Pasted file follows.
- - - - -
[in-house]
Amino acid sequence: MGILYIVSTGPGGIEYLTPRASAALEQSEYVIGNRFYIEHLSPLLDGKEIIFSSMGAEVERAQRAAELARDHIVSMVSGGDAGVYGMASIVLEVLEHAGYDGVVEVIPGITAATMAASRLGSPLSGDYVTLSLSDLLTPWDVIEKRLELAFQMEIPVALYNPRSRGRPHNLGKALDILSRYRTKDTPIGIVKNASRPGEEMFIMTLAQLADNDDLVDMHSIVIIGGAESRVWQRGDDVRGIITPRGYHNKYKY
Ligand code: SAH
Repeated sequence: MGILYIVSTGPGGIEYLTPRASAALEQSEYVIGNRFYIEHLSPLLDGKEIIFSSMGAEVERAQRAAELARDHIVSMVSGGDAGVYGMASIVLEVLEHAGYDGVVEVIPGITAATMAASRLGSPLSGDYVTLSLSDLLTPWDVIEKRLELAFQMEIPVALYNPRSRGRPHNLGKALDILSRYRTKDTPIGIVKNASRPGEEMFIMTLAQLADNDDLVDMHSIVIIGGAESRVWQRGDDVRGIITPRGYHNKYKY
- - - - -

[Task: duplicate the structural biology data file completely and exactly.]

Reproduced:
[in-house]
Amino acid sequence: MGILYIVSTGPGGIEYLTPRASAALEQSEYVIGNRFYIEHLSPLLDGKEIIFSSMGAEVERAQRAAELARDHIVSMVSGGDAGVYGMASIVLEVLEHAGYDGVVEVIPGITAATMAASRLGSPLSGDYVTLSLSDLLTPWDVIEKRLELAFQMEIPVALYNPRSRGRPHNLGKALDILSRYRTKDTPIGIVKNASRPGEEMFIMTLAQLADNDDLVDMHSIVIIGGAESRVWQRGDDVRGIITPRGYHNKYKY
Ligand code: SAH
Repeated sequence: MGILYIVSTGPGGIEYLTPRASAALEQSEYVIGNRFYIEHLSPLLDGKEIIFSSMGAEVERAQRAAELARDHIVSMVSGGDAGVYGMASIVLEVLEHAGYDGVVEVIPGITAATMAASRLGSPLSGDYVTLSLSDLLTPWDVIEKRLELAFQMEIPVALYNPRSRGRPHNLGKALDILSRYRTKDTPIGIVKNASRPGEEMFIMTLAQLADNDDLVDMHSIVIIGGAESRVWQRGDDVRGIITPRGYHNKYKY